New York MTA to sell $1.25 billion of bonds and notes
New York's Metropolitan Transportation Authority expects to come to market Thursday with a $1.25 billion offering of bonds and notes in two tranches.
The authority, one of the largest municipal issuers with roughly $40 billion of debt, intends to sell $500 million of transportation revenue bonds and $750 million of bond anticipation notes under its transportation revenue credit.
The deals come as political friction over state and city funding levels surrounds the MTA, a state-run authority that operates mass transit in the New York City region.
Rating agencies have cited the MTA's need for a reliable revenue stream.
Ahead of the deal, Kroll Bond Rating Agency revised to negative the outlook on its AA-plus rating.
S&P Global Ratings downgraded the MTA's workhorse transportation revenue bond credit twice last year, landing at A with a negative outlook. Moody's Investors Service in December put the same credit on negative watch while affirming its A1 rating.
Fitch Ratings, while affirming its AA-minus rating on Tuesday, said rising debt and retiree benefit costs will continue to pressure the MTA. Fitch estimates a net increase in debt of roughly $4.5 billion based on issuance plans from fiscal 2019-2022, which authority officials reported in their November financial plan.
The MTA will submit a new five-year capital plan for approval in October, "which Fitch expects will carry a substantially higher cost as the MTA seeks to accelerate repairs and renewals to the transit system."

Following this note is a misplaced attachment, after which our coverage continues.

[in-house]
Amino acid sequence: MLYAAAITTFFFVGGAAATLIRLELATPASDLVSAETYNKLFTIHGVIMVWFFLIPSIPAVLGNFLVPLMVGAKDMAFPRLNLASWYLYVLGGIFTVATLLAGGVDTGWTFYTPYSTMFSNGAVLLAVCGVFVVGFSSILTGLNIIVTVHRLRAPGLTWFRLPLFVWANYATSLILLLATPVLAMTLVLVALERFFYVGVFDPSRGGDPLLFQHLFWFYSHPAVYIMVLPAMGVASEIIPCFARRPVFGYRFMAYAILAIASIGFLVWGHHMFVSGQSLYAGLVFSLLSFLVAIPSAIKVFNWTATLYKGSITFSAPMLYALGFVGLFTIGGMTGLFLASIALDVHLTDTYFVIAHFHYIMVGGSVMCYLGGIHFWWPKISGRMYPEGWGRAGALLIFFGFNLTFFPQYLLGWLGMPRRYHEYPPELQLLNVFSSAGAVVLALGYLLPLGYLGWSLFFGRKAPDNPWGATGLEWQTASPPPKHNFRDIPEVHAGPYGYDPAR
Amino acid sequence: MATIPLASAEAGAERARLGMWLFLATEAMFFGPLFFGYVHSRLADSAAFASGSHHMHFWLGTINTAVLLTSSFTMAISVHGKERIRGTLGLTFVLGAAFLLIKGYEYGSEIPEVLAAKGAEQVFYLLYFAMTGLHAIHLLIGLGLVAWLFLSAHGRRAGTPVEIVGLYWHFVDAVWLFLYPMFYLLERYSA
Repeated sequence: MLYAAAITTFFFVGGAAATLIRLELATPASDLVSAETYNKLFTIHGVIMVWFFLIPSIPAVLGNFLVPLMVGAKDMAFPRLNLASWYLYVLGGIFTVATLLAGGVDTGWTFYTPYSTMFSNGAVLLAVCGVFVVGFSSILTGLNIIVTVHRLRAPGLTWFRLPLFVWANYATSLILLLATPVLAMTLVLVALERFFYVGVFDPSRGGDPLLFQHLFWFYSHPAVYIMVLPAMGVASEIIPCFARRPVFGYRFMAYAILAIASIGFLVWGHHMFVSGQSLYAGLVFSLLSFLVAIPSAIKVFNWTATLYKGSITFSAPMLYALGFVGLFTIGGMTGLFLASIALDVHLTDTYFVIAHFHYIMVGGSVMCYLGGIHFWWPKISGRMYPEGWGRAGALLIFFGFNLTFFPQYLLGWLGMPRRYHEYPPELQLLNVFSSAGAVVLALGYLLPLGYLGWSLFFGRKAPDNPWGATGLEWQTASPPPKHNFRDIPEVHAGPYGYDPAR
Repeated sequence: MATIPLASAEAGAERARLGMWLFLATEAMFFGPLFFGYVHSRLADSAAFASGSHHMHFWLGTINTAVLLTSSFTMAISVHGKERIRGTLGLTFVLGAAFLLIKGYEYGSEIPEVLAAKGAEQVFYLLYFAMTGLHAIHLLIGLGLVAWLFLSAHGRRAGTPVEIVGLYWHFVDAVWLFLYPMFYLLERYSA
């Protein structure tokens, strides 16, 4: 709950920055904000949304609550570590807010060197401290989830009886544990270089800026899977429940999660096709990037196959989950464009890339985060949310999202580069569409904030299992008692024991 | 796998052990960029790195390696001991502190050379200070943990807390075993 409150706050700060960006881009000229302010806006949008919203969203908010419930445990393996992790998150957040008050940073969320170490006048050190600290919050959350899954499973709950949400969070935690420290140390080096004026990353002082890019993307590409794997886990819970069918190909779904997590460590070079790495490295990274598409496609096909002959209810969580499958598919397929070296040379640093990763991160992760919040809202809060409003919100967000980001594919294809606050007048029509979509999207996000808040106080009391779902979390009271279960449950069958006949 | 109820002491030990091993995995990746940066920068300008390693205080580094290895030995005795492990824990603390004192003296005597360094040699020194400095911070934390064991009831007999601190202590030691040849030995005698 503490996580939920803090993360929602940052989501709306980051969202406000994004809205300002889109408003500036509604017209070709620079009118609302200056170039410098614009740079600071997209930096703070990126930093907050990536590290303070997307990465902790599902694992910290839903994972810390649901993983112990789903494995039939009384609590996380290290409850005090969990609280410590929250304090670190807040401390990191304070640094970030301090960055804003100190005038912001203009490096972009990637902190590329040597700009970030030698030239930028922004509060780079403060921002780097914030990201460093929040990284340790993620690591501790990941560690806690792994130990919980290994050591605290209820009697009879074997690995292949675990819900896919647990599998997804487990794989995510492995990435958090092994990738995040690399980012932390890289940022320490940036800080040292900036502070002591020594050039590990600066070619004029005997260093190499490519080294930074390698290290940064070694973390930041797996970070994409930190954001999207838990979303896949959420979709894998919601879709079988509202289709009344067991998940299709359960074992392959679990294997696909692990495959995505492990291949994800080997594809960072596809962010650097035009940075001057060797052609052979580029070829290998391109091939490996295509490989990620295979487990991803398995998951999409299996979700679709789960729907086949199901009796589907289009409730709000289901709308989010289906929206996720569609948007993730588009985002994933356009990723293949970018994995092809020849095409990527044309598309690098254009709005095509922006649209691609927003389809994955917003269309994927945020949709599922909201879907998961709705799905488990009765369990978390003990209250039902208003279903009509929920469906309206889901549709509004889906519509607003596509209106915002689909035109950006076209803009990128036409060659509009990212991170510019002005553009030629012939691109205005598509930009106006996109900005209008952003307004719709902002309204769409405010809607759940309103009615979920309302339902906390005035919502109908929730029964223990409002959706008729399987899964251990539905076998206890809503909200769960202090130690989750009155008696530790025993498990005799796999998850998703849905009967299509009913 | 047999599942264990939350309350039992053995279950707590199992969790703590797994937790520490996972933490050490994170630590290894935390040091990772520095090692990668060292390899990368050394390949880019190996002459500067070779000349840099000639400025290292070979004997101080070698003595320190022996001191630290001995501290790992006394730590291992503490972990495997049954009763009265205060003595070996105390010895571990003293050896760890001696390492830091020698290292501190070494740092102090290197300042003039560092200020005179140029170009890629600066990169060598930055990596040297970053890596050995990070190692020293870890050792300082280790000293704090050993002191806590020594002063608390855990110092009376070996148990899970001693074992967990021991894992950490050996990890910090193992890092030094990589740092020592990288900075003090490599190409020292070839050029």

Last week the MTA board delayed a vote on biennial fare and toll increases. Delays in the fare increases could cost the MTA an estimated $30 million monthly. Authority officials have projected a $1 billion operating deficit within three years.
Other MTA-related controversies include the reconstruction of the $500 million L-train Canarsie Tunnel between Manhattan and Brooklyn. Gov. Andrew Cuomo has proposed a new design that he said would save time and money. It would supersede the plans of the MTA's own engineers and some board members want a vote.
According to Howard Cure, director of municipal bond management for Evercore Wealth Management, the MTA is paying the price for deferred maintenance.
"There's so much of an emphasis on new, bright, shiny projects and so little emphasis — unless something disastrously goes wrong — on basic infrastructure. That's a big concern," Cure said at Tuesday's Bond Buyer National Outlook Conference in New York.
State lawmakers in Albany expect to consider a funding package that could include congestion pricing in Manhattan. Such a move, say supporters, could generate $1.5 billion annually for mass transit, and support about $15 billion of bonds.
"I think if the legislature were to not pass congestion pricing, we would be effectively back at the drawing board trying to figure out what our next step would be, to be quite honest," MTA finance Director Patrick McCoy told board members.
Cost containment, notably on the capital side, is as much a concern as revenue, said board member Scott Rechler.
"The public has lost all confidence in the MTA's ability to actually invest their capital wisely. We've been woefully horrible at it," Rechler said. "One of the challenges when you ask for increases in fares is they feel their money goes to a black hole and they don't see the output of what that investment is going to."
Rechler, who chaired a working group on cost containment, said unbalanced risks, bureaucratic layers and weak project management primarily drive costs and delays.